After all the giggling and kissing, Michael and Mrs. Applebee meandered along the Alphabet path until they they spotted a wee gnome with a yellow hat hopping merrily up and down the stalk of a plant. "2-4-6-8-10!" he hollered at yellow-winged fairy who clapped, delightedly.
"Do keep counting, my friend," he implored. And the yellow-capped gnome complied readily. Michael and Mrs. Applebee watched the happy pair for a few moments and then Mrs. Applebee whispered, "'Tis my boy, Herb Twopence and his buddy the gnome. Herb Twopence always grows in pairs, so the counting gnome is counting by twos." Michael watched for a little longer as the gnome counted and the fairy clapped and pretty soon, he was counting and clapping along.
Michael's counting drew the attention of the Herb Twopence Fairy who fluttered over to properly introduce himself and to sing his song for Michael:
Have you pennies? I have many:
Each round leaf of mine's a penny,
Two and two along the stem —
Such a business, counting them!
(While I talk, and while you listen,
Notice how the green leaves glisten,
Also every flower-cup:
Don't I keep them polished up?)
(...the rest is in the Flower Fairies Alphabet)
When the fairy finished, Michael and Mrs. Applebee applauded heartily. The Twopence Fairy explained that his leaves all looked like shiny pennies. Michael agreed that they were very shiny little round leaves and they did resemble money a wee bit. The fairy gave Michael as stem of those leaves with a delicate yellow flower growing on it to add to his bouquet. Then, he asked Michael to count the leaves with him, calling out every two, just as the yellow gnome had done. "2-4-6-8-10!" Michael called triumphantly.
"Well, done, my new friend," said the Twopence Fairy with genuine pleasure. I have another story for you, Michael, a story of great love and determination." The Twopence Fairy told Michael the story of St. Helen, the mother of Constantine, the first Emperor of Rome, who was determined to find the cross from which Jesus hung on Good Friday. When he was finished reading from his special book, he reminded Michael that St. Helen was his friend in heaven, too.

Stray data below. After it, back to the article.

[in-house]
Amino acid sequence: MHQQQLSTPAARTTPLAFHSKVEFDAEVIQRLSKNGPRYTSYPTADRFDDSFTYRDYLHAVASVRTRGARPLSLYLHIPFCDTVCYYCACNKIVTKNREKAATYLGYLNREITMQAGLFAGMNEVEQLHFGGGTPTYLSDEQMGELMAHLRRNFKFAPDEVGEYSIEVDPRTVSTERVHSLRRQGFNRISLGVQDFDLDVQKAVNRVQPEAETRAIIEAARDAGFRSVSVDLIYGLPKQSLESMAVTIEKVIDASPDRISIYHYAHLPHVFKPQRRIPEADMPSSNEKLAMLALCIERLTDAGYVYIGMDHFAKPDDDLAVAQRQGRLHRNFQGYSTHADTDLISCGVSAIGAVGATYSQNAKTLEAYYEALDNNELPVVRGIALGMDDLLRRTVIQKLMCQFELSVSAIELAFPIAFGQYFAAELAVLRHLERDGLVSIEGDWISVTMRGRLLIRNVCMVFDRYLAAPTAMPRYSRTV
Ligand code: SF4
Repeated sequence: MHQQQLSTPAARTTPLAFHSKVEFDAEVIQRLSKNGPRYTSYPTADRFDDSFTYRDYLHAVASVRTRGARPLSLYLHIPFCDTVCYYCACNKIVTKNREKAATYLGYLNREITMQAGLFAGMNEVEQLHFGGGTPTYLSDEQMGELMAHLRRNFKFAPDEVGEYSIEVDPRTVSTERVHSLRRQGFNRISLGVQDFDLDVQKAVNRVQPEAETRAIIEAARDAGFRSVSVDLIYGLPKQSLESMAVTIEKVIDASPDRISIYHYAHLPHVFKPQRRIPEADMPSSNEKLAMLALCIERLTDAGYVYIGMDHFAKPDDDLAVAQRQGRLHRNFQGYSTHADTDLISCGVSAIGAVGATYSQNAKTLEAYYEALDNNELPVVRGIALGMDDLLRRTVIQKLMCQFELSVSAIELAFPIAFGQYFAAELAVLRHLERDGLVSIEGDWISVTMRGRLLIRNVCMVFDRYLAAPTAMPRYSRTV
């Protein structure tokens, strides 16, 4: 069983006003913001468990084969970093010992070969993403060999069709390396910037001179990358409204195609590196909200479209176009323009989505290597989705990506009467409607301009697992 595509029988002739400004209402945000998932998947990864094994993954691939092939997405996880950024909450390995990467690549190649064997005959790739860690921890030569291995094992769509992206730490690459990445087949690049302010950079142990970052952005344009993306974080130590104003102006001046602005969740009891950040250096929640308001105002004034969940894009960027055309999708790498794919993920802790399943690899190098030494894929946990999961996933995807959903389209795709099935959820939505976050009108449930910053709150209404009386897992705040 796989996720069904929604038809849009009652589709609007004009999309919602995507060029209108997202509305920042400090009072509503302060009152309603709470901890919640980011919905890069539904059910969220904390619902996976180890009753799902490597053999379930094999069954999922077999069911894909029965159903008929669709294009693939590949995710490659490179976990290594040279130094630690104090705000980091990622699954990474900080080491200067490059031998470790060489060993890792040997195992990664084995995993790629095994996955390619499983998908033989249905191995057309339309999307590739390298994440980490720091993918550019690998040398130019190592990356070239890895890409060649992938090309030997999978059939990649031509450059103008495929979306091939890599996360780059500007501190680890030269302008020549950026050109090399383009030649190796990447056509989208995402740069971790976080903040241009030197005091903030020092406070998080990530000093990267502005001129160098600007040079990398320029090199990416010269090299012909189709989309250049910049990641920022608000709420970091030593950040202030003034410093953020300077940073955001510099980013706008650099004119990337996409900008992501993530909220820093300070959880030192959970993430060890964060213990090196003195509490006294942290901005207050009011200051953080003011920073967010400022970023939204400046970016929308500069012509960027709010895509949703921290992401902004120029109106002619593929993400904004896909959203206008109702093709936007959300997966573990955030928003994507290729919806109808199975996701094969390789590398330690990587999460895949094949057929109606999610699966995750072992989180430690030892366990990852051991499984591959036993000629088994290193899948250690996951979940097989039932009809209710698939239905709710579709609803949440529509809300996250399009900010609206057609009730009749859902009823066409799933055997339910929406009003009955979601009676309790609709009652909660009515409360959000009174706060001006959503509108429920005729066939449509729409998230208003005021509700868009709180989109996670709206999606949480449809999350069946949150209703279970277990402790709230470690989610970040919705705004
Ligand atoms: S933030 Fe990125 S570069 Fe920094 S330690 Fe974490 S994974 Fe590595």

When he was finished, Michael thanked the fairy and hopped on down the path, counting by twos and calling out every second step with confidence.
Presentation: You can use the drawing of St. Helen as a visual when telling this story. ( Download h_is_for_herb_twopence_and_st.pdf ) You may want to print it on card stock and add it to your child's main lesson or sketch book. It can be added to your child's main lesson book as well.
Language: Use the Letter H of St. Helen as an introduction to letter formation. Have the child trace the H with his or her finger. Practice the Letter H by copying the model drawing. Copy the small poem on the St. Helen pages in An Alphabet of Catholic Saints. Older children can draw the picture of St. Helen as well and use The Song of the Herb Twopence Fairy as copywork. Sing the song as well and soon it will be memorized.
Continue reviewing what we've learned. This week we will add the letter "D" to our alphabet main lesson book. Ask your child to consider the things in the world that begin with the Letter D. Ask her to illustrate them in her main lesson book and label the pictures. You can write the word for your child to copy if necessary. In Stephen's example shown here, he included words that are signed in the Signing Time Alphabet Song, which is the alphabet song he hears at home. The lyrics are here on page 6. If you have not yet made salt dough letters, now is the time to catch up. We are going to use those letters later along the alphabet path. If you are just beginning, you might consider letting your child paint the consonants green and the vowels gold (or yellow) to match the stems of the flowers in the story. All the flowers for the vowels will have golden stems.